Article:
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Testicular cancer is an uncommon type of cancer that typically affects young men. Testicular cancer occurs when cells in the testicles start growing uncontrollably and form tumors. Because the testicles house several different types of cells, there are multiple forms of testicular cancer. The specific type of testicular cancer you’re diagnosed with will affect your treatment options.
Although testicular cancer is often diagnosed at an early stage, recurrences are not uncommon. That is why it is important to commit to follow-up testing, sometimes even years after an initial diagnosis.
Quite a bit of research has been devoted to this topic but, as of right now, we're not entirely sure what causes testicular cancer. What we do know is that most testicular cancer begins in the germ cells and that testicular cancer is linked to a number of other conditions.
Scientists are studying DNA to better understand how chromosome changes and certain genes may lead to testicular cancer.
There are several risk factors related to testicular cancer.
Age. Testicular cancer can affect men of any age but more than half of men with testicular cancer are diagnosed between the ages of 20 and 34.
Race. Caucasians are four to five times more likely to develop testicular cancer than African-American or Asian-American men. Slightly lower rates of testicular cancer are documented in Native Americans, although the reasoning behind this is unknown.
Genetics. Men who have fathers or brothers with testicular cancer may be more likely to develop it themselves. However, the family history of most men diagnosed with testicular cancer does not include the disease.
Undescended Testicles. Cryptorchidism, also known as undescended testicles, significantly increases the risk of developing testicular cancer. This condition affects approximately 3% of males in utero.
Some studies have indicated that those who live with human immunodeficiency virus (HIV), particularly AIDS, have a higher risk of developing testicular cancer.
Luckily, most testicular cancers can be diagnosed early through regular self-exams before they've spread to other parts of the body. Although some testicular cancers don't cause symptoms until they reach late stages, in most cases swelling and lumps in the testes are the first obvious signs.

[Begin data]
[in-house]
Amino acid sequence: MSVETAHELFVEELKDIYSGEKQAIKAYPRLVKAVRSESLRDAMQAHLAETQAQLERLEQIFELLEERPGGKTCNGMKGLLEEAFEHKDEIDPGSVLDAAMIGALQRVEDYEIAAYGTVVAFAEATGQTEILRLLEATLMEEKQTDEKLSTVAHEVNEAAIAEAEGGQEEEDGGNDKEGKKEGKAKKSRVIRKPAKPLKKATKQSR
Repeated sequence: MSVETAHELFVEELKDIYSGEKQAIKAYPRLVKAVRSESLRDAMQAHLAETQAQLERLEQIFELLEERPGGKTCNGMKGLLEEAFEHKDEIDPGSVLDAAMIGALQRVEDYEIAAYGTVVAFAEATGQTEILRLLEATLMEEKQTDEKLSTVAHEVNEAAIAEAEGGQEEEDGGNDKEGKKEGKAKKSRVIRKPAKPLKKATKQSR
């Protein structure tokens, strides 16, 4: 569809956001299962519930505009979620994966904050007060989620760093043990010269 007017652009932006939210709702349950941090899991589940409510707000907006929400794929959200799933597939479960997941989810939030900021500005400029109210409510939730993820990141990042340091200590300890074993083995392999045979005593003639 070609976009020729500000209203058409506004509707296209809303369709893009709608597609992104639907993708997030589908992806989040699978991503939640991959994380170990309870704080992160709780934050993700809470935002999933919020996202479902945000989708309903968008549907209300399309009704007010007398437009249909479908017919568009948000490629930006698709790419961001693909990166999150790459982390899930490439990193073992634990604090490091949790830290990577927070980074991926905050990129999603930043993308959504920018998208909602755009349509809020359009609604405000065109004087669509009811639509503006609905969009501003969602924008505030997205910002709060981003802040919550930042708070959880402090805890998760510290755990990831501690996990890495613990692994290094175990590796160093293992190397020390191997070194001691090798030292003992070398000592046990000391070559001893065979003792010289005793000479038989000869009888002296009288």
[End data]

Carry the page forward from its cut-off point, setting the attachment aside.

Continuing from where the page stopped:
While some doctors recommend men self-examine their testicles on a monthly basis, the American Cancer Society does not have a recommendation regarding routine self-examinations. They do, however, advise men to familiarize themselves with potential symptoms of testicular cancer and see a doctor immediately if they detect a lump.
Once a diagnosis takes place, doctors will work to determine if the cancer has spread and how far using a process known as staging. During the staging process, they'll quantify the amount of cancer present and calculate its severity as well as how to best approach treatment. Doctors determine the stage using the results of exams, blood tests, and various imaging tests.
The stages of testicular cancer are graded using the TNM staging system. When diagnosing testicular cancer, an additional category is added.
Tumor (T): How big is the tumor and where is it located? Nodes (N): Has the tumor spread to the lymph nodes? If so, in what part of the body and how many? Metastasis (M): Has the cancer metastasized? If so, in what part of the body and how much? Serum (S): Are the blood marker levels higher than usual? If so, how high are they?
From there, the cancer will be graded on a scale of 0 to IV with 0 being the least advanced and IV being the most advanced.
The staging system for testicular cancer is complicated but your team at BIDMC will go over it with you in more detail to ensure you're able to make informed decisions regarding your treatment.
Depending on the treatment, patients may or may not have any issues. If the cancer was low stage then you will feel similar to before treatment. If you require advanced surgery such as an RPLND, you can suffer from reduced or absent ejaculation. Some form of chemotherapy also can result in quality of life changes including fatigue, infections, neuropathy (nerve pains) and fertility issues.
Another common concern is whether treatment can cause infertility. Treatment for testicular cancer, including both chemotherapy and RPLND surgery, as well as the cancer itself, can cause infertility which is why some men opt to utilize sperm banks prior to receiving treatment. Boys who develop testicular cancer early may run into fertility issues later in life.
If you have concerns about infertility, you should discuss them with your doctor prior to starting treatment.
If it recurs, testicular cancer typically does so within the first two years following treatment.
Common treatments for recurrent testicular cancer usually include high-dose chemotherapy, surgery, stem cell transplants, or a combination of treatments. You might also be referred to a clinical trial to learn about whether you'd be a good candidate to try a new treatment.